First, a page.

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My host sister’s hand holding azafrán or saffron, a yuyo that I would never be able to afford in the U.S… Photo not very clear because I was being pushed around by little cousins who also wanted to be in the picture.

Now that you have your equipo, it’s time to share some tereré with friends, family, and strangers alike, generally while sitting in a circle. Pour a bit of water from your termo into your guampa and pass it to someone who drinks until there is no more water and then passes it back. Repeat. There is an order to who drinks, and each person gets their turn (torno in Spanish, ha in Guarani). Often the person serving is the youngest in the group, though generally a host or hostess will serve their guests.

You may wonder when the best time to drink tereré is. The answer is almost any time, especially if you’re looking to have a tranquilo conversation with someone (suggestions for conversational topics: the weather, neighborhood gossip, or the strange habits of the Peace Corps Volunteer in your community). Bring your equipo out to your front porch, to work, to a fútbol game, or on a road trip. Are you driving a car or bus? No problem, go ahead and terere. Tereré can be drunk while doing nearly any job. I didn’t fully understand how ubiquitous it was until I saw a fire truck driving the road with the fire fighters sitting on top, passing around a guampa.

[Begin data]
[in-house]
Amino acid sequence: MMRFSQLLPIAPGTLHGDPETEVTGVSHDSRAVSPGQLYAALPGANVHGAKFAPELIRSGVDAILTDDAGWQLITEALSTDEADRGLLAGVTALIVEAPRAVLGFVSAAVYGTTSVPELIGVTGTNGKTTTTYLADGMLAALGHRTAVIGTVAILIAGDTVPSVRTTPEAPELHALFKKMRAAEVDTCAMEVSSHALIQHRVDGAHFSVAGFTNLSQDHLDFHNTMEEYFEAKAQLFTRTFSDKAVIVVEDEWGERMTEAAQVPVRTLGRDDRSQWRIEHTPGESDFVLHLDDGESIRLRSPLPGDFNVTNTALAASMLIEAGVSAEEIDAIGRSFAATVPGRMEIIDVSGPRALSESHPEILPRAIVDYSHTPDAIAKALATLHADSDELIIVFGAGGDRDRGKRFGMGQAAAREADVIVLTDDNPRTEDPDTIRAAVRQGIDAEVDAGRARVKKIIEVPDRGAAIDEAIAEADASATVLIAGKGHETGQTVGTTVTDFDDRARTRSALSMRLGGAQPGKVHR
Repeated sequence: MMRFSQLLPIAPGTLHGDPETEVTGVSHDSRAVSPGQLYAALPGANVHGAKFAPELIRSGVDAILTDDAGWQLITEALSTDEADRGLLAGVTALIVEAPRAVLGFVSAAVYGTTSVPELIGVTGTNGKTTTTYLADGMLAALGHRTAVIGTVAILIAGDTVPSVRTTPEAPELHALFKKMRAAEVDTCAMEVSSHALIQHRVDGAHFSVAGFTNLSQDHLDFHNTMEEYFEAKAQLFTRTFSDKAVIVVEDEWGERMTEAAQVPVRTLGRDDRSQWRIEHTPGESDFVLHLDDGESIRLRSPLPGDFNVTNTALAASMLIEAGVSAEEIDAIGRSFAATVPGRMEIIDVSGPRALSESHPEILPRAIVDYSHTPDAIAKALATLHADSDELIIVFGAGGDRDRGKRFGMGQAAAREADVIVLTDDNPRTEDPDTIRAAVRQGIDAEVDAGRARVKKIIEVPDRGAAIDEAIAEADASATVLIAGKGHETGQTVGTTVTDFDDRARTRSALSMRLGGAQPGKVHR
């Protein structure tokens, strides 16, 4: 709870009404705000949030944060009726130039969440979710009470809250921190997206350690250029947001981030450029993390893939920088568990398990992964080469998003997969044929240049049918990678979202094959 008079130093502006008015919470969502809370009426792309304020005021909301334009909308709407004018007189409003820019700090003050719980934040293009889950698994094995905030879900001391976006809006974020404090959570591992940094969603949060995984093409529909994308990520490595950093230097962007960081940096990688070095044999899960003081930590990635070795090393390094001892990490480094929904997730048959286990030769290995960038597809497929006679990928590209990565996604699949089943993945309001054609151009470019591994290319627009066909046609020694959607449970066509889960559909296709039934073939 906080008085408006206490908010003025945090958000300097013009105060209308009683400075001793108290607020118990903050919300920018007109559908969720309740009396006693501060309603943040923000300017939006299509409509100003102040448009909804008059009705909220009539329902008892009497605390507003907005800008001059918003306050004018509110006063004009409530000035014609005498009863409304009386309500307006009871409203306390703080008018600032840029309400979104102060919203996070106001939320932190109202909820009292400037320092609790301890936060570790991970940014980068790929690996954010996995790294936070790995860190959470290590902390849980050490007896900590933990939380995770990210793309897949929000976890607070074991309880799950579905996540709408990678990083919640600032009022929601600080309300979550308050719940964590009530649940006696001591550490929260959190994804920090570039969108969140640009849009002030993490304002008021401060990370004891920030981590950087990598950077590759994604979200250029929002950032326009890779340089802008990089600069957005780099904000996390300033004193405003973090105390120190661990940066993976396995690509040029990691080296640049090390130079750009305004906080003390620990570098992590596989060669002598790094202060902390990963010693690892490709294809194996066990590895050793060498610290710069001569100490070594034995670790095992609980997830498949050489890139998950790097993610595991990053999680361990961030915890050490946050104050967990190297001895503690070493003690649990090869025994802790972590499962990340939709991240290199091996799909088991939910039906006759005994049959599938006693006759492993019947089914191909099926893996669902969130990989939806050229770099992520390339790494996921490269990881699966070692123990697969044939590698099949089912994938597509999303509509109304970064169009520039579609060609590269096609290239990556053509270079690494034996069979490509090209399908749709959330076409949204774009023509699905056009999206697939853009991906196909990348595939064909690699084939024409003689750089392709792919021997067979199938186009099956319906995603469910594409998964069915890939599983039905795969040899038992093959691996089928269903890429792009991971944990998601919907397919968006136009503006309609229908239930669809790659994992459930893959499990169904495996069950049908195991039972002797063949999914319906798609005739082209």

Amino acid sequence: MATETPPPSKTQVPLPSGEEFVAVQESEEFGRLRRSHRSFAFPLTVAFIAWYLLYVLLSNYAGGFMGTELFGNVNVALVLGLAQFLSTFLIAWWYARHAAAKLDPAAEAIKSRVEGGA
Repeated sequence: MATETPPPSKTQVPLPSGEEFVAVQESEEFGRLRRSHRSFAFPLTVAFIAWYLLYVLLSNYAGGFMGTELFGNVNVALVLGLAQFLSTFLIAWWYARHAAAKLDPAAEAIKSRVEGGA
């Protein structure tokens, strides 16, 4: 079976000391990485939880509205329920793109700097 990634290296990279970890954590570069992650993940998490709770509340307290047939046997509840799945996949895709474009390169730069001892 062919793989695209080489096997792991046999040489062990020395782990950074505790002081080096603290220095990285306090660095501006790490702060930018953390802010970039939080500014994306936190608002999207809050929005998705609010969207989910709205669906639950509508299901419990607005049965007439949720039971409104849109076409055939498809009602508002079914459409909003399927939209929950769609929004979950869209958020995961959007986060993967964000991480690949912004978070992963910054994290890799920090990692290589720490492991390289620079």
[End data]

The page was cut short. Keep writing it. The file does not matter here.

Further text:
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The production team behind these photos insisted I take a picture of the ice in the freezer.

There are however some times when you cannot terere. If it is cold or early morning/late evening, you drink maté (which is scalding hot here). People might turn down the guampa if they are sick or have on lipstick or have been smoking. You also can’t drink if you haven’t eaten at all, or if you are currently eating. And don’t even think about drinking something cold near to a time when you have drunk or will be drinking something hot (the same goes for taking a cold shower after drinking/eating a hot thing, or a hot shower after ingesting something cold). Some say you’re not supposed to terere when you have your period. And people tend to believe that eating watermelon and then drinking something water-based will cause you to explode.

Potential explosions (or more realistically, the transfer of germs) aside, the tereré lifestyle is one Peace Corps Volunteers quickly pick up. It is a way Paraguayans demonstrate hospitality, companionship, commonality, and tranquilidad – and it is practically a necessity when temperatures reach 45º C. Supposedly you can identify a returned volunteer who served in Paraguay by the equipo on their office desk, so if you don’t get a chance to visit the “heart of South America,” I’ll make sure to pass you the guampa when I get back to the U.S.